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Lance Fegen, Lee Ellis and Travis Lenig of Liberty Kitchen

From left to right: Lance Fegen, Lee Ellis and Travis Lenig of Liberty Kitchen
From left to right: Lance Fegen, Lee Ellis and Travis Lenig of Liberty Kitchen

From the time that it opened, Liberty Kitchen attracted some notoriety for its sign banning Houston Chronicle critic Alison Cook. Despite the negative attention from the food press, Liberty Kitchen has been a success. The packed dining room is a testament to the extent to which Heights residents have embraced the combined seafood restaurant, oyster bar and burger joint.

Owners Lance Fegen and Lee Ellis, along with chef de cuisine Travis Lenig, talk about how the restaurant came together, what dishes define the menu and their plans for at least two more locations, including a move to Austin.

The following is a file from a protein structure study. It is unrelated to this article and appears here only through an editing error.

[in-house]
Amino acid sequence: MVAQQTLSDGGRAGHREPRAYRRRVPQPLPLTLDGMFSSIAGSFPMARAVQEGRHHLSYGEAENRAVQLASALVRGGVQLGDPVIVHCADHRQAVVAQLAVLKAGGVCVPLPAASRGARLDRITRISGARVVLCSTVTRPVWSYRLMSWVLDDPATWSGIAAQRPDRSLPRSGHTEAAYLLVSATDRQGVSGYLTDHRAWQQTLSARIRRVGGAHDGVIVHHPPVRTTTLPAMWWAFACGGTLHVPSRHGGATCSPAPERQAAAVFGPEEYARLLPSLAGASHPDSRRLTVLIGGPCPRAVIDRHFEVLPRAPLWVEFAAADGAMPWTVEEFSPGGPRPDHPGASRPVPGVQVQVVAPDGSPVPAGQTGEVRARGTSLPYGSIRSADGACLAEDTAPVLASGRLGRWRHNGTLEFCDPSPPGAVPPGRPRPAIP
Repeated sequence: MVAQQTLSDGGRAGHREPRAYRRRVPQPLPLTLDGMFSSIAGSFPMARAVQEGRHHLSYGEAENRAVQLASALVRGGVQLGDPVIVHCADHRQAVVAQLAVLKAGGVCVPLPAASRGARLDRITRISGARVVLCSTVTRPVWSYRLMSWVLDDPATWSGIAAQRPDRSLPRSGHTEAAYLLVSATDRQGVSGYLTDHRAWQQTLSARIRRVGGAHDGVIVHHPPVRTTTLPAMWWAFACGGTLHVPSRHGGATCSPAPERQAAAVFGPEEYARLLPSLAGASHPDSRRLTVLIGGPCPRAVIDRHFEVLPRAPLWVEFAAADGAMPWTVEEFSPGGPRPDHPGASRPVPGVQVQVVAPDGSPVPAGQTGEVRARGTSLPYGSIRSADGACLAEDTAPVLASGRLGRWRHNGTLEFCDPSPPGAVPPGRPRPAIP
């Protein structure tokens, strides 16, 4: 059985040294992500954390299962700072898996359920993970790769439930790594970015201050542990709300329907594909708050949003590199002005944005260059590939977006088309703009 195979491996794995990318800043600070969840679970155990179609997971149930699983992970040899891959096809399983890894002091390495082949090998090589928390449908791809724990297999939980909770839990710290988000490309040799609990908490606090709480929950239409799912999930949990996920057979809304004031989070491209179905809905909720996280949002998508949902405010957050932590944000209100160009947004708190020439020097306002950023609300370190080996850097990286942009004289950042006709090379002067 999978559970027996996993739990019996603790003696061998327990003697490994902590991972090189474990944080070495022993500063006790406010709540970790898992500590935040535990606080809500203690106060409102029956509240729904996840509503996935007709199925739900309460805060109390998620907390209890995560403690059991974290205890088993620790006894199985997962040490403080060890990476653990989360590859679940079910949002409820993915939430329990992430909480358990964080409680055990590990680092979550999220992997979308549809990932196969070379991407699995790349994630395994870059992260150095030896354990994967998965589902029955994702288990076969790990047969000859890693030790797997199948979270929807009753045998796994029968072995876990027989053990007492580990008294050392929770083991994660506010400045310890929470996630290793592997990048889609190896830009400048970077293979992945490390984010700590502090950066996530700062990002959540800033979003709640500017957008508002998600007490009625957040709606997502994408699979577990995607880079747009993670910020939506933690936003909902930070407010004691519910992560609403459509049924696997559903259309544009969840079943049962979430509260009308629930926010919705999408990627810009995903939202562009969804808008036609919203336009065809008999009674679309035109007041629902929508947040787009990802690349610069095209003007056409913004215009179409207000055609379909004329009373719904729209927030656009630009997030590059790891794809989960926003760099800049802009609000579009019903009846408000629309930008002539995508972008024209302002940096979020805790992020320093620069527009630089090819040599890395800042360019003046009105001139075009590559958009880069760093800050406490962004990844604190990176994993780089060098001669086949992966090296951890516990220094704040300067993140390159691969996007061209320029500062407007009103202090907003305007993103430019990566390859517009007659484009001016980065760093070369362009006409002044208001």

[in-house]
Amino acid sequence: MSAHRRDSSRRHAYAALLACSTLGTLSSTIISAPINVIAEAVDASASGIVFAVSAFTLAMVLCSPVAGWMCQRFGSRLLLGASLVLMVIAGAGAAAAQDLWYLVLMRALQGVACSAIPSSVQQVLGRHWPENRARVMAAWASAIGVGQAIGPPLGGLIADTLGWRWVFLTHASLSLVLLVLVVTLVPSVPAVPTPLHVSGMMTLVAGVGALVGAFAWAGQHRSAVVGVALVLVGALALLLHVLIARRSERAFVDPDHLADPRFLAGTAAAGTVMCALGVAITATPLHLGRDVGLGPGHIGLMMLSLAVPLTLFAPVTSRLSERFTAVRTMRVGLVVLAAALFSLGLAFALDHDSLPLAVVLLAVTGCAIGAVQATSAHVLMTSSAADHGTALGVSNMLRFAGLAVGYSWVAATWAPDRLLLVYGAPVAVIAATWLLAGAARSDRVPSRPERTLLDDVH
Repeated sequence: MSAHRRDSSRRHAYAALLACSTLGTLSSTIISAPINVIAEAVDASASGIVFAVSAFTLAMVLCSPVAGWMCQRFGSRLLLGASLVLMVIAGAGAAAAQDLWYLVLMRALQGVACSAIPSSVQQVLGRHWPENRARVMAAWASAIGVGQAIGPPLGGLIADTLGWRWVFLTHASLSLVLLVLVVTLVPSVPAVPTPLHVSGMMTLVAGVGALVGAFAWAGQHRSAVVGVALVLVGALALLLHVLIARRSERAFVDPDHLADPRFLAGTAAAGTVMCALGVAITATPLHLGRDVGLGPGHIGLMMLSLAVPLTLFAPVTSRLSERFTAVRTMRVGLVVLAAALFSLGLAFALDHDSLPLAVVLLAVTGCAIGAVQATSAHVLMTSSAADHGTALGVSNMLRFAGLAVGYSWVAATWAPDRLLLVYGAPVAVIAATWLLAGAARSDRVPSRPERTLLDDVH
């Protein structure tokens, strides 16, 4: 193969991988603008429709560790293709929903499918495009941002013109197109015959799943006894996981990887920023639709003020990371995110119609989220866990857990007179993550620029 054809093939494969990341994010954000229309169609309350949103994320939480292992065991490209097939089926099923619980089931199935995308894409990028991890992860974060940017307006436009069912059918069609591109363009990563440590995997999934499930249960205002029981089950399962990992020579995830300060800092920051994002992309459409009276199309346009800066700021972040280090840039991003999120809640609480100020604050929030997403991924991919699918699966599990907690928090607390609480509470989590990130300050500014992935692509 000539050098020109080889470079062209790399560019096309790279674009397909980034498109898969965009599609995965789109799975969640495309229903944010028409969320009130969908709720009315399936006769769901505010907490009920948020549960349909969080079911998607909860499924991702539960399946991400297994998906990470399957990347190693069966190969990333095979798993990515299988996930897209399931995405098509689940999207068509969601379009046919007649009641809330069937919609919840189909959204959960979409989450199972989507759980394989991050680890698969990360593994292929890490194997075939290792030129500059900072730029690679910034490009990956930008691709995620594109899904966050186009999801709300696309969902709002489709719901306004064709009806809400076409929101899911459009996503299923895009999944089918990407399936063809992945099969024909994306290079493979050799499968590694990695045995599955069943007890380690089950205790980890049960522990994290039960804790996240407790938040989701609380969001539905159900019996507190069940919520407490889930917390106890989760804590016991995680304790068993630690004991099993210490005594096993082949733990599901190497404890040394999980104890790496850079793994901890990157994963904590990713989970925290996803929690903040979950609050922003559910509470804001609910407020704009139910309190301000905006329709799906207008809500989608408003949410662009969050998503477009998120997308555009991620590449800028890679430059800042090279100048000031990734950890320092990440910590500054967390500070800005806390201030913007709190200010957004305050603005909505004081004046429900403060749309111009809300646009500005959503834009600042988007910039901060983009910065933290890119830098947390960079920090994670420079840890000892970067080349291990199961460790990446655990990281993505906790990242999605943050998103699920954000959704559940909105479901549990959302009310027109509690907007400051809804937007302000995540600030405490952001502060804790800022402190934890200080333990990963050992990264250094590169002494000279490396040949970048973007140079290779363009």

Let's start with this locaiton. How did you decide to put a restaurant here, so close to Glass Wall?
Lance: That's a little sticky for me.
Lee: The original idea for this place was we were gonna do a burger joint here. Then when Lance left Glass Wall, we decided we should recapture the clients and the customers you had. So we retrofitted the place to be a full restaurant. That's why I think some things aren't perfect in the way it's set up. It was always going to be an open kitchen, but it was going to be set up for burgers. Doing the menu the size that we have, you see what we have to deal with. They do a great job with it. We just had to retrofit things like glass racks and things like that. It was never planned to be a full-blown (restaurant), it was planned to be a burger joint.
Lance: One of the things we realized was missing was a midpriced, moderate, upscalable, flexible space for families. These younger couples.
Lee: And I think because Lance has children, and a couple of the other partners have children, it was really important that the restaurant cater to families. For someone like me, I don't have children – I've been married for a really long time. It didn't mean a whole lot to me, but it's been great.
Lance: I used to go to Tampico a lot to get oysters and campechana here on Airline. So that always registered in the back of my head. There's really no seafood of the sort that most people can handle, which is, again, where I think we're going as a company. To try to feed people without being so exclusive.